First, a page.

Sunday, July 29, 2012

The End - From "The New Death and Others"

The story below is from The New Death and others, a collection of unexpected, thought-provoking, and highly original stories by James Hutchings.  I selected one of his lighter and more whimsical stories to share with you, because, hey, I'm shallow.

The End

"OK, that was a pretty scary story, but I think I've got a better one." Rob paused to pop a roasted marshmallow in his mouth. He stood up. In the flames of the campfire his eyes seemed to glow, like those of a wolf in the night.

"Once upon a time, not so long ago, a group of friends went out camping. There were five young men and women...but did I say five? In truth there were but four. For the fifth member of their party was not the young man he appeared to be. He was not a man at all; indeed, not even a living creature, but one of the walking dead! Dear friends, there is a twist in the tale. This is no story. Many years have I walked in the guise of mortal man. Many thirsty years. Now, at last, I shall feed!" Rob opened his mouth, now filled with long, wolf-life fangs, and howled with inhuman laughter.

There was a long silence.

"Wow. This is awkward, Rob," said Jenny at last. "I'm actually a vampire as well. But I guess we can split two ways?"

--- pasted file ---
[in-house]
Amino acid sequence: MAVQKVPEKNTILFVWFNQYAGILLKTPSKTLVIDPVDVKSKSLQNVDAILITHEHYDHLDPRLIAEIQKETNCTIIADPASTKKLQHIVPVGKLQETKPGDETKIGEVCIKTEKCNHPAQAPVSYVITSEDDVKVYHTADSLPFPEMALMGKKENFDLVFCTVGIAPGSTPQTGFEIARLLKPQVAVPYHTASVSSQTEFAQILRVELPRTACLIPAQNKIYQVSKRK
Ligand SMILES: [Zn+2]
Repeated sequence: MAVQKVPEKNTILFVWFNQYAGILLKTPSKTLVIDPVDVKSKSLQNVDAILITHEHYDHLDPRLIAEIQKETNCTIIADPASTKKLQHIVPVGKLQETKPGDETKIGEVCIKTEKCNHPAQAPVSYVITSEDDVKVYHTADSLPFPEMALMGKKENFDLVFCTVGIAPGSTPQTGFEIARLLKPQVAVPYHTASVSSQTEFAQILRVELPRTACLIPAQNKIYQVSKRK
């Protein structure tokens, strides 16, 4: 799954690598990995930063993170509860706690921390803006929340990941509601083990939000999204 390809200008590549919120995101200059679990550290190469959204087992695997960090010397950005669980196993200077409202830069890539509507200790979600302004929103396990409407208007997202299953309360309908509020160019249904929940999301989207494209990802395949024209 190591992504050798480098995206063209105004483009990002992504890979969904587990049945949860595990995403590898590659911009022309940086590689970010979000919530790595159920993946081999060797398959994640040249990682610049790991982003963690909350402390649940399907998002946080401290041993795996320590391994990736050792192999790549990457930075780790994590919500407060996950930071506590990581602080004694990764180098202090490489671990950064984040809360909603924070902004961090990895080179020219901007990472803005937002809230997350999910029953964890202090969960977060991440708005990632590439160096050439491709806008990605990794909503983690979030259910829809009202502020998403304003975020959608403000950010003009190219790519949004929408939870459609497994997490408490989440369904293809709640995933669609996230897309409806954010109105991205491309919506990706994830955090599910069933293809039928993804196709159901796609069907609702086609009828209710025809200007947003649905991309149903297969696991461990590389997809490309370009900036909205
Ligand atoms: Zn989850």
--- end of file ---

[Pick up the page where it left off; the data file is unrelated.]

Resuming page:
"Three ways," said Mark.

"Oh, no way you're both vampires too," Rob said angrily.

"No, no. I'm a demon. I was hoping to tempt you into sin and damn your souls. Well, Tim and Alice's souls now."

A pair of bat-like wings, huge and leathery, sprouted from Alice's back.
"Sorry. Succubus."

Tim raised his hand.

"I'm the coagulated rage of the murdered children whose bodies lie beneath us. I regenerate, so I guess you guys could eat a bit of me, but I'm kind of sour..." He trailed off as the others shook their heads. Mark warmed his hands at the campfire. Everywhere is too cold when you come from Hell.

"Man, what are the odds?" Rob asked no one in particular. "I mean, you assume everyone else is a real human, am I right?"

"I guess so," Tim replied. "I actually stalked these four college kids last month? Turned out they were the ghosts of some college kids I killed years ago. Pretty embarrassing."

"You don't..." Alice began, then trailed off.

"What?" Mark asked.

"Well, you don't think that they're all gone?"


"Humans. Mortals. They haven't...I don't know, died out?"

"What, everyone's really a vampire or a demon or something?"

"Well, yeah."

"No. No, no way. I mean, we'd know. You could tell."

"You know," Mark said thoughtfully, "people don't seem to be into forbidden magic any more. It's been so long since anyone tried to sell me their soul. It was...actually I think it was in the 20th century some time. Gee, that long. But no, no way they could all be gone." He turned to the two vampires. "I mean you guys get hunted all the time don't you?"

"Oh, for sure," Jenny nodded. "I'm always thinking people are following me or about to throw holy water or whatever. There was this old guy, Obadiah something. Wow, he just didn't give up. Followed me pretty much the whole Civil War."

No one replied. The only sounds were the insects and the fire. At last Alice broke the silence.
"Hey, if this was a TV show? The vampire hunters would leap out at us about now, and they'd be all like 'we didn't die, we just got real careful' or 'we're over here' or something."

But no human sprang upon them. None at all.